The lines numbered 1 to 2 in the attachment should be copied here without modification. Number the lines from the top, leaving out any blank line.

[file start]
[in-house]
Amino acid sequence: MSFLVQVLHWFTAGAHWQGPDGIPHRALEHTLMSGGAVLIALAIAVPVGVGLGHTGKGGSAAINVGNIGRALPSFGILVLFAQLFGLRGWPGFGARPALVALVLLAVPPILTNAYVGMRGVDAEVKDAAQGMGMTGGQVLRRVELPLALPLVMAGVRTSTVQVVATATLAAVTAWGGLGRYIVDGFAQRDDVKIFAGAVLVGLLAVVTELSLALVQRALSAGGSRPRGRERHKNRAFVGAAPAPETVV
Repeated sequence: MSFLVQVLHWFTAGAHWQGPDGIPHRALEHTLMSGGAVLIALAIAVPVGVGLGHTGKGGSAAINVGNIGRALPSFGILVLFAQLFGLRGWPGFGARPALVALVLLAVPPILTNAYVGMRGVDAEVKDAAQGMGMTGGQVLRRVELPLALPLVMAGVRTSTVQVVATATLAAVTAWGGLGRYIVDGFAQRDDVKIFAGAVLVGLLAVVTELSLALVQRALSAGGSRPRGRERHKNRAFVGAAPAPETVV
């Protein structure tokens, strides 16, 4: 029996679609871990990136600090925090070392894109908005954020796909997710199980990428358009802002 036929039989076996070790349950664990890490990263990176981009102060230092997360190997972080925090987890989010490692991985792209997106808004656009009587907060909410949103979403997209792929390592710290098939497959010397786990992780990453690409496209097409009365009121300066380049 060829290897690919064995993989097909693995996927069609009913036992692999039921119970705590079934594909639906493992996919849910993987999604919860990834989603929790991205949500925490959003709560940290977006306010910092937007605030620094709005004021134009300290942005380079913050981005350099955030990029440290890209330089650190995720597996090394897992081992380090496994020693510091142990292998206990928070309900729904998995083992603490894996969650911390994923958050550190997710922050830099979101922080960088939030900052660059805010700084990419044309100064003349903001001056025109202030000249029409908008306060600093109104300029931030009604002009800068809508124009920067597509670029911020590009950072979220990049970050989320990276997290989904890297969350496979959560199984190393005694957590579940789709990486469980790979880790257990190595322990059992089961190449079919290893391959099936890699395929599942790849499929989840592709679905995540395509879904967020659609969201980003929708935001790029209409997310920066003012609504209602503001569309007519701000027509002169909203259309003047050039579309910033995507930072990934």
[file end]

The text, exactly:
[in-house]
Amino acid sequence: MSFLVQVLHWFTAGAHWQGPDGIPHRALEHTLMSGGAVLIALAIAVPVGVGLGHTGKGGSAAINVGNIGRALPSFGILVLFAQLFGLRGWPGFGARPALVALVLLAVPPILTNAYVGMRGVDAEVKDAAQGMGMTGGQVLRRVELPLALPLVMAGVRTSTVQVVATATLAAVTAWGGLGRYIVDGFAQRDDVKIFAGAVLVGLLAVVTELSLALVQRALSAGGSRPRGRERHKNRAFVGAAPAPETVV